The time for cost transparency is now – guest blog from Stewart Bevan



The topic of transparency of costs and charges refuses to go away. Significant costs are still not being disclosed fully to asset owners who often have no idea of their potential impact.   I recently heard a discussion about value for money which summed up the current thinking about cost disclosure and saving – whilst it is a worthy exercise, one that people care passionately about in some cases, it isn’t as important as seeking investment return for DB schemes. This made me think – why don’t we consider costs and asset allocation in the same governance bracket? Why does cost transparency exist outside regular investment strategies, recovery plans, monitoring, and so forth? Are we thinking about it the wrong way?

Quite simply, yes. Costs have a significant impact on return and should be viewed as part of any DB scheme’s flight plan. In reality it can be a little more complicated than that, but stick with me.

In the wake of the BHS pension fund crisis I decided to examine their numbers and some initial napkin calculations have provided some interesting observations. The 2015 annual accounts quote total expenses of 44bps based on closing net assets; however, this obviously falls short of a reasonable estimation of actual costs incurred. Research shows that the true cost of investment for pension schemes after full cost disclosure is actually somewhere between 2-5% per annum. So, if we approach the BHS accounts conservatively and say the true costs are at 2%, this increases their cumulative cost base over a 15 year period from £28m to a whopping £128m.

Now, not all these costs are “bad” or unrewarded, but if we learn anything from the introduction of cost transparency in the Netherlands, it is that many can be negotiated down if you know about them. If BHS had known about these costs and reduced them by a percent to a nice, simple 1% per annum that would equal a real saving of £4.3m last year alone. But remember that the scheme doesn’t just save money; they actually receive that saving as an increase in return to the scheme. That is 1% additional performance.

If you look at the value of the BHS scheme over the period between 2000 – 2015, the rough average annual return is 1%. So, if cost transparency and subsequent saving means a 1% increase in return, then this effectively doubles return. All highly theoretical and over simplified, but it makes you think. In practice, the outcome might not be quite so dramatic but there is something to it.

We’ve got a long way to go as an industry to close the cost governance gap with our friends on the other side of the North Sea, but momentum is gathering. However, if we don’t look at costs as a core element within investment performance then we’re missing the key point. In the case of BHS, if my simplified scenario had played out, the scheme could have saved an additional £100m over that 15 year period, significantly greater than the £80m Sir Philip is offering.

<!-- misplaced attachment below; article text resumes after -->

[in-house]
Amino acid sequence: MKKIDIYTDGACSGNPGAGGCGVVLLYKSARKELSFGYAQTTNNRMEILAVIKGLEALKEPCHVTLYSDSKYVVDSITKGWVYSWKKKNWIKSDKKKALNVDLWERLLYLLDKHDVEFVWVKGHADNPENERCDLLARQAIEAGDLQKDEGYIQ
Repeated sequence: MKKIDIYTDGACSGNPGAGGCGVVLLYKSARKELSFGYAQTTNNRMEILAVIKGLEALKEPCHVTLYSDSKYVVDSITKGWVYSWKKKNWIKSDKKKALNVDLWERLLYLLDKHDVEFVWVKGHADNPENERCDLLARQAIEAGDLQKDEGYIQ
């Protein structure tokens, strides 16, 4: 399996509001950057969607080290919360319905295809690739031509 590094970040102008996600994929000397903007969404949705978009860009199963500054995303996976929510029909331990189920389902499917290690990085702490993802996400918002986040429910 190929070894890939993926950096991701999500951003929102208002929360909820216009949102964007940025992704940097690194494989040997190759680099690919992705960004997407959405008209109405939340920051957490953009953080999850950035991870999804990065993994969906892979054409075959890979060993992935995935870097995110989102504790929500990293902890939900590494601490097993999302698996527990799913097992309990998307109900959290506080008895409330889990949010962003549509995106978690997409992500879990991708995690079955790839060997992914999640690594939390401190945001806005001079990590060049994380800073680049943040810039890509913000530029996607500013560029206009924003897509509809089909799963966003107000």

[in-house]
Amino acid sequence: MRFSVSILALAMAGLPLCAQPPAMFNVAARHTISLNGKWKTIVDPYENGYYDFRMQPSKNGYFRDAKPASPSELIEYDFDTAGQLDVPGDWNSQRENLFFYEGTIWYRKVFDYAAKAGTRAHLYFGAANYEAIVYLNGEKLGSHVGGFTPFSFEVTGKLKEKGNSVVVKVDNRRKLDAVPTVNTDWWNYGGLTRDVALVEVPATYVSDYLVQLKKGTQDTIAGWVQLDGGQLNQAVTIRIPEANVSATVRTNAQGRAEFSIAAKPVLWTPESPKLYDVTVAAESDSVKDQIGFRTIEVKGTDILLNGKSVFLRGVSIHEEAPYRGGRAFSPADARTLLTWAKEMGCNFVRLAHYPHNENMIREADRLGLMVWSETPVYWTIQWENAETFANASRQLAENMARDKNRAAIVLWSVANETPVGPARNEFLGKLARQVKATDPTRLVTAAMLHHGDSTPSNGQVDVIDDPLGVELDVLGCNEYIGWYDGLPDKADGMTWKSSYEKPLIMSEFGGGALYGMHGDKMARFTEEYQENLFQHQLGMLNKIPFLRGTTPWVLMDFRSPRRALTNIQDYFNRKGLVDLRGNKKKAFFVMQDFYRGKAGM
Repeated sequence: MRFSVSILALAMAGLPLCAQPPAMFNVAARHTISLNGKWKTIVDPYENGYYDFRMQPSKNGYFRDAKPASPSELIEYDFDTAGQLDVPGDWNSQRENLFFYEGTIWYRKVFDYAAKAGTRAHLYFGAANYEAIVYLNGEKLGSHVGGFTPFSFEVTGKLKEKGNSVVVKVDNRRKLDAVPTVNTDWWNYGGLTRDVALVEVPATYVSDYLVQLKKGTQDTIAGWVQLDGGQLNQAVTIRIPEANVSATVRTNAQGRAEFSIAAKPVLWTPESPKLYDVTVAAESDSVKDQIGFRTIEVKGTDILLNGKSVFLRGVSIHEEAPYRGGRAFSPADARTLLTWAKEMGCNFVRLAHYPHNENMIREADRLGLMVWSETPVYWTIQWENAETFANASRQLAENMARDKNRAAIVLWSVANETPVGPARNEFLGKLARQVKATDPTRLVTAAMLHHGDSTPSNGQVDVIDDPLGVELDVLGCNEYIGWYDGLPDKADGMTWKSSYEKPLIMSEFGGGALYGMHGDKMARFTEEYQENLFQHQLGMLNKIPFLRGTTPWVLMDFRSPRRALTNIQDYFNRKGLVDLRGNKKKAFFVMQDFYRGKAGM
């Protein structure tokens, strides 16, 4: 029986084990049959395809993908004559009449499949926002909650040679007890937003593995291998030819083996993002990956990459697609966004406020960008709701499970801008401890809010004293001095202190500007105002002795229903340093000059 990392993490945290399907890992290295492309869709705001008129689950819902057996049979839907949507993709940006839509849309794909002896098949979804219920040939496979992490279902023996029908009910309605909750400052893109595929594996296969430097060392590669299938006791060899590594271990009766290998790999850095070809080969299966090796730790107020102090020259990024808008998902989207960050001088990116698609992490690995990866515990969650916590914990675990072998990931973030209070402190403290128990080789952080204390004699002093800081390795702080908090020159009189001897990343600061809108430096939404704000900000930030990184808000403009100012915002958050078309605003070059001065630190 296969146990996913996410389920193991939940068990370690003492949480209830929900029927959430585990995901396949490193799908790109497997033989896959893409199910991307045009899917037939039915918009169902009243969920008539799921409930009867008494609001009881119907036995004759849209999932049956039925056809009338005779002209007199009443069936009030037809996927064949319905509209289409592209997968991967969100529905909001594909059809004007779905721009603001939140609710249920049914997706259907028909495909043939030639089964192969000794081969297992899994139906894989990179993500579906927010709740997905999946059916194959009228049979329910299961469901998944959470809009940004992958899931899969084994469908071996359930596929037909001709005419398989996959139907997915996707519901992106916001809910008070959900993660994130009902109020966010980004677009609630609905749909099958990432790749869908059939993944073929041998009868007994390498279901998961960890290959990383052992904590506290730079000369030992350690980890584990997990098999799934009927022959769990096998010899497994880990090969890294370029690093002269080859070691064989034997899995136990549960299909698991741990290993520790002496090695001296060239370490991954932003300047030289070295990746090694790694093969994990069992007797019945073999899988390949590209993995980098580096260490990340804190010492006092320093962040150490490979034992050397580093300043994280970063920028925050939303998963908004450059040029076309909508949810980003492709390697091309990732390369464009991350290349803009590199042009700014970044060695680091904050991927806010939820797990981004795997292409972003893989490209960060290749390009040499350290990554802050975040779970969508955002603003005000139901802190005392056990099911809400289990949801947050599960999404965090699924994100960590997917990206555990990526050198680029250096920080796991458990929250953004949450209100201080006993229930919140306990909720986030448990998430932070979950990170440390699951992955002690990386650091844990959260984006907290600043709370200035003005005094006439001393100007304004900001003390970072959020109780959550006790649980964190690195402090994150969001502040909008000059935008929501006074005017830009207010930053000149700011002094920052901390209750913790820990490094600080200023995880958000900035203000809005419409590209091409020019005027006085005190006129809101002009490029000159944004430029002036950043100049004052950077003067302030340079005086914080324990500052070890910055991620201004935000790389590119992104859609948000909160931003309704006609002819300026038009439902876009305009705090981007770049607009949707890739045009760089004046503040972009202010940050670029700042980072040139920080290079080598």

The industry needs to join together to push for reasonable cost reporting in order to reap the rewards, but this is still met with resistance in some quarters. My job as a custodian is to secure, protect and develop value for pension funds, and I believe giving them transparency around all their costs is fundamental to this. However, rather like a motto of BHS itself, turned on its head, this concept certainly is stylish but it most definitely isn’t made simple.


Stewart Bevan Kas Bank cost specialist

About henry tapper

Founder of the Pension PlayPen,, partner of Stella, father of Olly . I am the Pension Plowman
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1 Response to The time for cost transparency is now – guest blog from Stewart Bevan

  1. George Kirrin says:

    Not sure where Stewart gets his “rough annual return” of 1% pa.

    Bhs Pension Scheme accounts for year ended 31 March 2015 say (on page 13) that “since incepion in July 2001, the Scheme has returned an annualised 8.9%, compared to its benchmark objective of 8.5%”.

    I accept we may be comparing Stewart’s estimate of “net” returns with “gross returns” before fees etc., but I still think the scheme’s investments did a lot better over the period than Stewart’s analysis may suggest.

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